Council meeting gets heated as West York purchases a new $200,000 facility

John Joyce

The West York Borough Council voted Monday night to spend $200,000 in capital funds to purchase a new facility to house its police department and government offices.

The meeting, during which public comments were expected regarding the collection of past due sewer bills, did not make it past the first agenda item before an emergency recess was called after Mayor Charles Wasko and Councilman Nicholas Laughman had to be separated by police.

Following the recess and a more than hourlong closed session, the motion to purchase the vacant Grace Loucks Elementary School, located at 1381 W. Poplar St., passed 4 to 3, with Wasko casting the tie-breaking vote.

Councilman Shawn Mauck, who proposed the motion, said the move would not only improve the the facilities for the police, the council and the community but would open up new revenue streams by providing space able to be leased by nonprofits, York County and other third-party agencies seeking to hold meetings or events.

"It is an elementary school that the district is no longer using," Mauck said. "It has been vacant about a year."

Mauck said the borough was able to negotiate the purchase price down from $495,000.

"Hopefully it becomes a beacon for the community to do some good things," he said.

Opposition: Laughman, along with council members Mary Wagner and Shelley Metzler, opposed the purchase of the school building without first looking for other viable spaces to purchase and comparing prices. Laughman said that while the money used to make the initial purchase would come from the borough's capital fund, he suspects taxpayers will incur future costs as a result of the purchase.

"I don't want to stick a price tag on taxpayers without knowing other options," Laughman said. "Somewhere down the road is going to be a cost to the taxpayers."

The discussion became heated when Councilman Brian Wilson accused the three council members opposing the purchase of being part of a coalition with its own agenda. Expletives were exchanged between multiple council members, culminating with Wasko and Laughman coming nose to nose and having to be separated by West York Police Chief Justin Seibel.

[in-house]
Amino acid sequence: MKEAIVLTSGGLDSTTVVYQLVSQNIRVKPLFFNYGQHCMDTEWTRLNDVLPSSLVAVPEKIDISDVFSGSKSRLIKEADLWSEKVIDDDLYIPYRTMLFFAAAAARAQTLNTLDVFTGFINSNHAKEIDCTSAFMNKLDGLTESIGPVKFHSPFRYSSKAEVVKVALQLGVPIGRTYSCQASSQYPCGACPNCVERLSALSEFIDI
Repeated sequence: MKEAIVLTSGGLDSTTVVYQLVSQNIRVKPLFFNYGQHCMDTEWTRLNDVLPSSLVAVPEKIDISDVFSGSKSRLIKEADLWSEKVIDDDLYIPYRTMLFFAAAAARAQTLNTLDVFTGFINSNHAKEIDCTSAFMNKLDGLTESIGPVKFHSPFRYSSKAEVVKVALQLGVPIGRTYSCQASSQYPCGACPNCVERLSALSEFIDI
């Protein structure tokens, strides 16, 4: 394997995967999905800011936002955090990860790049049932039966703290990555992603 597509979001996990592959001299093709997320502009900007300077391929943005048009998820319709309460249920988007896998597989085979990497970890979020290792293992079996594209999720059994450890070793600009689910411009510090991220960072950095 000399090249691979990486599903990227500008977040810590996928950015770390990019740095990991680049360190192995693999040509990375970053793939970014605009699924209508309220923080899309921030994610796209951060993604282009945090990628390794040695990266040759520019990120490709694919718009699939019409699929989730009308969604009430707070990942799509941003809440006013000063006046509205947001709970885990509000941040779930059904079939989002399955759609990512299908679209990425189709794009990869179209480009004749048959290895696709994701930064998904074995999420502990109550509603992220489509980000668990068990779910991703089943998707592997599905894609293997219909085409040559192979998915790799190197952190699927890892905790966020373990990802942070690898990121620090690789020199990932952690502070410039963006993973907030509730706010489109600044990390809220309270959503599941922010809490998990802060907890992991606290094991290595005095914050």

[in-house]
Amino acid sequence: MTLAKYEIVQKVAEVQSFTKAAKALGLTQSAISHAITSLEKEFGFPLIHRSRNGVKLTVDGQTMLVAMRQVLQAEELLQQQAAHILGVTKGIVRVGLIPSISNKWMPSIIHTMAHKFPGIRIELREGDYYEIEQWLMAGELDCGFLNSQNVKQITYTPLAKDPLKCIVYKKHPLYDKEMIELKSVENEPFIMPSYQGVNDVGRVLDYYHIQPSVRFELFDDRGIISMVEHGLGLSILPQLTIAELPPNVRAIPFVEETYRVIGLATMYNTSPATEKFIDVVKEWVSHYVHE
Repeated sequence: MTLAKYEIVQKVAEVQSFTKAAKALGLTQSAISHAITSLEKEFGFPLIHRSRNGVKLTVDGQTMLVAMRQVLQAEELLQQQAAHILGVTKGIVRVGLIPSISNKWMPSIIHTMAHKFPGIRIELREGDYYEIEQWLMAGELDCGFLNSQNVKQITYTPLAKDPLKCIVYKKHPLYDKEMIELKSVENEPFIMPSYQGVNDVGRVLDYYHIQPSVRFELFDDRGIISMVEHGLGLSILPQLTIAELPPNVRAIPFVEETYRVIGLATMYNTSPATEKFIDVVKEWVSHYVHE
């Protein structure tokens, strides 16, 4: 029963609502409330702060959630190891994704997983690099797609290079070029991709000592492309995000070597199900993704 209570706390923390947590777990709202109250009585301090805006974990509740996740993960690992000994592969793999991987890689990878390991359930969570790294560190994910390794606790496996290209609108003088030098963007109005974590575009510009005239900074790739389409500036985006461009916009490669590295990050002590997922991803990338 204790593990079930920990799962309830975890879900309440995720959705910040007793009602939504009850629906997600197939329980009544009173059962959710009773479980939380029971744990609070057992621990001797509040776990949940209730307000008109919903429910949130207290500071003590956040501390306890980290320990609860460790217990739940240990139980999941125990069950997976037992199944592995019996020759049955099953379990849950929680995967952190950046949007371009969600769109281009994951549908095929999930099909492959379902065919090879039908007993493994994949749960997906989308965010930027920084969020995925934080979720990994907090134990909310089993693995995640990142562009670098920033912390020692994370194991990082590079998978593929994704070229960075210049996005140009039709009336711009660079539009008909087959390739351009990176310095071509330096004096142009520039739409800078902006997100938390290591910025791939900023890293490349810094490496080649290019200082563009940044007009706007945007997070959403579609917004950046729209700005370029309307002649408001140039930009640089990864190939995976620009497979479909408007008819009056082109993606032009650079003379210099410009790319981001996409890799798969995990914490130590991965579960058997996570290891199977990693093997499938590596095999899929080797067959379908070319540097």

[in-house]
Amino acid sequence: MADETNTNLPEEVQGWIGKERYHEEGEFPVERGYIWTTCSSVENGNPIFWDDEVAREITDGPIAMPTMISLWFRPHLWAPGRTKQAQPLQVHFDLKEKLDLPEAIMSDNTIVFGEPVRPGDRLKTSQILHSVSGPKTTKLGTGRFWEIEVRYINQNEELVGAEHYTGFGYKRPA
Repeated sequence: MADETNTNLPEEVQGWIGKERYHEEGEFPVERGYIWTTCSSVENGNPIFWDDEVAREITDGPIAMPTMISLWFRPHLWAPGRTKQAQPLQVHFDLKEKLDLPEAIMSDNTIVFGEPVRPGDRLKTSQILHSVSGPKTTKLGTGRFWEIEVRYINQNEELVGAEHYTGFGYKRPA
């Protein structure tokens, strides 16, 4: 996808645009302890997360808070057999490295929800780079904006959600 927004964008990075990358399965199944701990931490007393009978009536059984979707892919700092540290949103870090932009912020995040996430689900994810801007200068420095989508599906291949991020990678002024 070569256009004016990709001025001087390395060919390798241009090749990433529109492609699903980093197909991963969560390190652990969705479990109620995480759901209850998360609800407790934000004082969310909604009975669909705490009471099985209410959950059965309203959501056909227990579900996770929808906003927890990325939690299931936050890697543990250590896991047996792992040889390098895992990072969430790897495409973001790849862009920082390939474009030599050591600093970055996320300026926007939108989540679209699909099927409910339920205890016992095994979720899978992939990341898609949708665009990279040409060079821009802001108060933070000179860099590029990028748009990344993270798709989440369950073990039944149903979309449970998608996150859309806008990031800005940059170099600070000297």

A more docile borough council reconvened more than an hour later having approved the school's purchase and moved on to discuss other business, including going ahead with the collection of past-due sewer bills.

Sewer bills: To date, $27,382.72 has been collected since notices first went out April 5 informing residents who were more than 45 days delinquent that they either had to pay or face imposed fees of up to $25 for each subsequent notice of delinquency. As many as 341 delinquencies remain for a total of $494,271.94 in unpaid sewer bills.

Mauck made a motion that residents with disabilities or those with limited incomes be allowed to come forward at the next council meeting with documented requests for special consideration. Each case would be considered on an individual basis, after which those residents might be allowed to pay in installments. Laughman suggested there be a requirement of at least 50 percent down from any resident seeking to be placed on a payment plan.

Mauck said the details of any potential agreement for payment plans ought to be tabled until the residents seeking payment arrangements could be heard.

"Until we really know who has the problem, what accommodations they are asking, we can't really set good policy," he said.

The meeting concluded after the council approved a motion to put the borough's current facility at 1700 W. Philadelphia St. up for sale.

The council next meets at 6 p.m. May 18.  The public is invited to attend.